# 26 Visit somewhere beginning with your first initial and fulfill at least 2 of the tasks there

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  • Hull

    I’ve heard some things about Hull in my time; some good, most not-so-good, but what I want to know is why-oh-why people don’t talk about The Deep?  Possibly the coolest attraction Yorkshire has to offer, and I’m only bloody hearing about it last week?  Well, Lydia took me on the trip of a lifetime on Wednesday.  I actually got to see The Deep:

    This was as close as we could get.  We hadn’t enough time or money to visit the shark-shaped (so they say) submarium, but I’m sure some time in the future I will dive into its depths.  Nevertheless, this is by far not the only thing Hull has going for it.  The city has a great smattering of museums – and a shopping centre with a Krispy Kreme cafe, so, I have to say, I am a big Hull fan.

    Capturing butterscotch-anitcipation at Kripsy Kreme

    Capturing butterscotch-anitcipation at Kripsy Kreme

    We started off the day in Leeds coach station – there for just after 9 am to catch our 9:30 bus, and prepared to complete task number 4, ‘Buy a National Lottery ticket and watch the draw live’.  We were staying at Lydia’s home-house in Beverley, so we knew we’d be able to catch the live draw.  Here is my morning ticket collection:

    Upon reaching Hull, we cruised by Auntie Anne’s to get filled up on sweet cinnamon pretzel sticks, and made our winding way through the miserable, slabbering rain to the Feren’s Art Gallery, where they we exhibiting the da Vinci drawings show – which I’d already seen in the Ulster Museum in Belfast, but was pleased to see that they provided magnifying glasses for this one.  The drawings are very small.  From here we went to the tourist shop, where a kind Hullite directed us via literature to the most interesting places we should be squeezing into our day.

    (#8. Ask someone for directions – check please!)

    Christmas hats distracted our attention:LydiaGoifLydiaGoif2

    #37 Visit a museum.  Pictures from the day, including visits to Hull Maritime Museum, Wilberforce House, Streetlife Museum of Transport, Hull & East Riding Museum, and from the outside of Dinostar – The Dinosaur Experience (it only opened on Sundays), can be found on the ‘gallery’ page.  Make of them what you will.

    I am ever-so-slightly in love with Hull’s Maritime Museum, I found the weapons, skeletons and ivory carvings fascinating – some great research for possible future nautical comics/animations.  Dressing up as a whaler’s wife, with my whaling husband, Lydian, by my side was the high point of the trip.  The decor of the Hull & East Riding Museum was very impressive indeed – a very lovingly crafted place, not a corner of a room is left without timely decoration.  Yes, these were my favourites, and I would recommend Hull to anyone who enjoys fun things.  In fact, if anybody is planning to go some time, I would gladly come along again – but on a Sunday this time.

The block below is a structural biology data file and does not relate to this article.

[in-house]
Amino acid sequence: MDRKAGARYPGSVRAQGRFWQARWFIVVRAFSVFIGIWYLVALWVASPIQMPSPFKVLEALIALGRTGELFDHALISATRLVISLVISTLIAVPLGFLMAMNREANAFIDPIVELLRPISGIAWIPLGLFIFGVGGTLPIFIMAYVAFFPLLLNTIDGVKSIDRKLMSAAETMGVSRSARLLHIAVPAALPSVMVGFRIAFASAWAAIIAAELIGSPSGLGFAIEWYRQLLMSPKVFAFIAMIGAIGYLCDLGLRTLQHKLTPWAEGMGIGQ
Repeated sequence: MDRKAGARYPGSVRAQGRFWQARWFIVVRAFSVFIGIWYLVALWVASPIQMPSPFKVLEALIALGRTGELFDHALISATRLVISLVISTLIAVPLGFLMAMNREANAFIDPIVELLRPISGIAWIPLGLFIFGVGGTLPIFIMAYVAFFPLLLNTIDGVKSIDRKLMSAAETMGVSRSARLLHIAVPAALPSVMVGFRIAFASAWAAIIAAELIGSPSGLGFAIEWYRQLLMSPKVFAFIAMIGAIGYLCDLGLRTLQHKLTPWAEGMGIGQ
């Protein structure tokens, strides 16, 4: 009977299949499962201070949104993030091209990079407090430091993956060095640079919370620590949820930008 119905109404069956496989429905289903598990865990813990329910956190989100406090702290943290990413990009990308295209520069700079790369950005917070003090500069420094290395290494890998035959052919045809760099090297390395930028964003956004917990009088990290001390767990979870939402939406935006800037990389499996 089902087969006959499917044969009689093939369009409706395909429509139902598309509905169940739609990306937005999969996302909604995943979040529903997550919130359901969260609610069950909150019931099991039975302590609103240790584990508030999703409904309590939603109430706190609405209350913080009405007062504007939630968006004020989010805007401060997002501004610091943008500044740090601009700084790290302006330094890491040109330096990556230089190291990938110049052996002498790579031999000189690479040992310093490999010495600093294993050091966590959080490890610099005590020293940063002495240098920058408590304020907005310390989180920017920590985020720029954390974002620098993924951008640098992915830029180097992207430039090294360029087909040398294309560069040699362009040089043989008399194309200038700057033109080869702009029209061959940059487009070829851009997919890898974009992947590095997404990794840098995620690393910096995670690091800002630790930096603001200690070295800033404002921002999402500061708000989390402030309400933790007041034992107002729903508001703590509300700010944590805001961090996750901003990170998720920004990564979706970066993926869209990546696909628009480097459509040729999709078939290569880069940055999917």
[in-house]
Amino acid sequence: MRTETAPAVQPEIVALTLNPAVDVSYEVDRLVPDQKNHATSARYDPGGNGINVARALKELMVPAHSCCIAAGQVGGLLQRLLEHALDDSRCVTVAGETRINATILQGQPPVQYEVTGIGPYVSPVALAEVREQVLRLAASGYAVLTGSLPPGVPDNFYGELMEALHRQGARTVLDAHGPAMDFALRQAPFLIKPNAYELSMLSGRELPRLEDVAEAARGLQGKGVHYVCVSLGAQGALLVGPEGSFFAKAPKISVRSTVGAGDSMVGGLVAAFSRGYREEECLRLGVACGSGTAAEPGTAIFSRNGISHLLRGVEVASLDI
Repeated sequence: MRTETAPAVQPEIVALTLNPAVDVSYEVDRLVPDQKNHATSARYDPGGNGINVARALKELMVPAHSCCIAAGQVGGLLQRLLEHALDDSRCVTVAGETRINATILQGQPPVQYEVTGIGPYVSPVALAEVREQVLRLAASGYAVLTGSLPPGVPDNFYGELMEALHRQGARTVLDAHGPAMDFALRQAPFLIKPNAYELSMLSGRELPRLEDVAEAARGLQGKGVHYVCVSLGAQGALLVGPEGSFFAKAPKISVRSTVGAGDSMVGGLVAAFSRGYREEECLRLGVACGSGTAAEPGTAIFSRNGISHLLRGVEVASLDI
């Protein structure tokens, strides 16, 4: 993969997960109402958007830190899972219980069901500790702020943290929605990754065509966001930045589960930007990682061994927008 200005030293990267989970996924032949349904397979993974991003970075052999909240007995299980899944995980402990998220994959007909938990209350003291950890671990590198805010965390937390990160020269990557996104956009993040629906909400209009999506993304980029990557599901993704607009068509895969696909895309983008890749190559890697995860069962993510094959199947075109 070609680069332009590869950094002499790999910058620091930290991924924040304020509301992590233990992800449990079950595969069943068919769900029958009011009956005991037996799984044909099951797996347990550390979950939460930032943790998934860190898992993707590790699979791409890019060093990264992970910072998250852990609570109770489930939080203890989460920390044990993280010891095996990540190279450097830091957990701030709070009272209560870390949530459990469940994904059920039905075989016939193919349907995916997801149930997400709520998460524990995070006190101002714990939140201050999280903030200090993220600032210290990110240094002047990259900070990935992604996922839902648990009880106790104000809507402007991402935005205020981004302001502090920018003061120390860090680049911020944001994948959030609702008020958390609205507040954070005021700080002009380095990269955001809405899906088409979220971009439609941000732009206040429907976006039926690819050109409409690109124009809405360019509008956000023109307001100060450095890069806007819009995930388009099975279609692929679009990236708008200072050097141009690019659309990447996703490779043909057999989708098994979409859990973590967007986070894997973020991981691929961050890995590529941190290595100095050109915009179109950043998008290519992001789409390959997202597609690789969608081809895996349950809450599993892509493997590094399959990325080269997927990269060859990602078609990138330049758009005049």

Hannah3Hannah4

    #28 Visit a memorial – it’s a Ghandi memorial that was in a very small, very pretty garden with Romanesque statues and a ping pong table in the Museum Quarter.Hannah5

    Arriving in Beverley that evening, I was treated to a lamp-lit tour of the astounding Medieval town.  It is saturated in fascinating history, and is somewhere I’d love to see in daylight – especially for their incredible Minster, that is a place I’d love to explore some day.

    #49 Watch a documentary: At Lydia’s homeplace, we were treated to a lip-smacking feast of fajitas and Vienetta as we watched A State of Mind, an unnerving documentary on two child gymnasts and their families for over eight months during training for the 2003 Pyongyang mass games in North Korea.  Although the documentary is around eight years old, it was still a striking insight into the lives and beliefs of the North Korean people.  The documentary was – I believe – made as objective a portrayal of this particular subject as was possible.  Because the documentarians never feature in the film themselves, you get a sense that the lives they are documenting are going unchanged, uninfluenced, or undisturbed by their presence, and therefore the film captured appears to be a great deal more naturalistic than if the interaction of the film makers with the subjects of the documentary had been exposed.

    After this was Derren Brown’s Fear and Faith, which was good, though his shows always make me very uneasy.  His bravado in being a very manipulative person makes him a hugely untrustworthy character in my mind.  Then came the crescendo of our trip; the Lottery Draw:

    We did not win.  The lottery has never sat well with me either…  Too much of 1984 in it.  My, that was a bad year.

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